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France to pull troops from Mali after decade-long jihadist fight
France announced Thursday that it was withdrawing troops from Mali due to a breakdown in relations with the country's ruling junta, after nearly 10 years of fighting a jihadist insurgency.
The Mali deployment has been fraught with problems for France -- of 53 French soldiers killed serving in West Africa's Sahel region, 48 of them died in Mali.
"Multiple obstructions" by the military junta that took power in August 2020 meant that the conditions were no longer in place to operate in Mali, said a statement signed by France and its African and European allies.
The decision applies to both 2,400 French troops in Mali, where France first deployed in 2013, and a smaller European force of several hundred soldiers, called Takuba, that was created in 2020 with the aim of taking the burden off the French forces.
"We cannot remain militarily engaged alongside de facto authorities whose strategy and hidden aims we do not share," President Emmanuel Macron told a news conference, saying that he "completely" rejected the idea that France had failed in the country.
Macron said that France's bases in Gossi, Menaka and Gao in Mali would close within the next four to six months.
But, he vowed, the withdrawal would be carried out in an "orderly" manner.
The announcement comes at a critical time for Macron, just days before the president is expected to make a long-awaited declaration that he will stand for a second term at elections in April.
Macron's priority will now be to ensure that the withdrawal does not invite comparisons with the chaotic US departure from Afghanistan last year.
France initially deployed the troops against the jihadists at Mali's request in 2013.
But the insurgency was never fully quelled.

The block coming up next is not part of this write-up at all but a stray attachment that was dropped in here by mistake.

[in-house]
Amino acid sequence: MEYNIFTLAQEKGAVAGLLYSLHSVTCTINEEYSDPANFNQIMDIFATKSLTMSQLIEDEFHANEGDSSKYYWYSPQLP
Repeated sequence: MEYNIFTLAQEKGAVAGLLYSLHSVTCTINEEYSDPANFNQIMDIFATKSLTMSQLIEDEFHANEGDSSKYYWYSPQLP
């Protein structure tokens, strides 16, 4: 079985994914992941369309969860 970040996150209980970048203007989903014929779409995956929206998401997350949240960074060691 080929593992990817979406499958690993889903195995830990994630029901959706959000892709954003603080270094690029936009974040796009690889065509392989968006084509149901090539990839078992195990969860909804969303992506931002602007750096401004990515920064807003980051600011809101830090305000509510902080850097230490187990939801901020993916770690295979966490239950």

Jihadists scattered by French firepower regrouped, and two years later moved into the centre of Mali, an ethnic powderkeg, before launching raids on neighbouring Burkina Faso and Niger.
Now, new fears have emerged of a jihadist push toward the Gulf of Guinea.
- 'Collapse of state' -
"It is an inglorious end to an armed intervention that began in euphoria and which ends, nine years later, against a backdrop of crisis between Mali and France," wrote French daily Le Monde.
Macron denied that the intervention had been in vain.
"What would have happened in 2013 if France had not chosen to intervene? You would for sure have had the collapse of the Malian state," he said, hailing the decision of his predecessor Francois Hollande to deploy troops.
Even after the pullout from Mali, however, France and its allies vowed to remain engaged in fighting terror in the region, including in Niger and the Gulf of Guinea, adding that the outline of this action would be made clear in June.
Speaking alongside Macron, Senegalese President Macky Sall said fighting "terrorism in the Sahel cannot be the business of African countries alone."
Macron warned that Al-Qaeda and the Islamic State group had made the Sahel and the Gulf of Guinea nations "a priority for their strategy of expansion."
Macron announced that Takuba forces in Mali would be redeployed alongside Niger forces close to the Mali border.
- Wider impact -
Around 25,000 foreign troops are currently deployed in the Sahel.
They include around 4,600 French soldiers, though France last year had already announced the start of a drawdown.
Army chief of staff spokesman Colonel Pascal Ianni said the Mali withdrawal would mean that within six months there would be 2,500 to 3,000 French soldiers deployed across the region. At its peak, there were 5,400 troops in the mission, known as Barkhane.
In Mali specifically, there is also the UN peacekeeping mission MINUSMA, established in 2013, and EUTM Mali, an EU military training mission for the Malian army.
Macron said France would still provide air and medical support for MINUSMA in the coming months before transferring these responsibilities.
Olivier Salgado, the spokesman for MINUSMA, told AFP that France's pullout was "bound to impact" the mission and the UN would "take the necessary steps to adapt."
In Berlin, German Defence Minister Christine Lambrecht said she was "very sceptical" that the country's mission in the EUTM could continue in the light of the French decision.
Relations between France and Mali plunged after the junta led by strongman Assimi Goita refused to stick to a calendar to a return to civilian rule.
The West also accuses Mali of using the services of the hugely controversial Russian mercenary group Wagner to shore up its position, a move that gives Moscow a new foothold in the region.
Macron accused Wagner of sending more than 800 fighters to the country for the sake of its own "business interests" and shoring up the junta.
British Defence Minister Ben Wallace said London would discuss with its allies the future of the British presence in the UN force, acknowledging that Wagner was "effectively in bed with the junta that is now running Mali."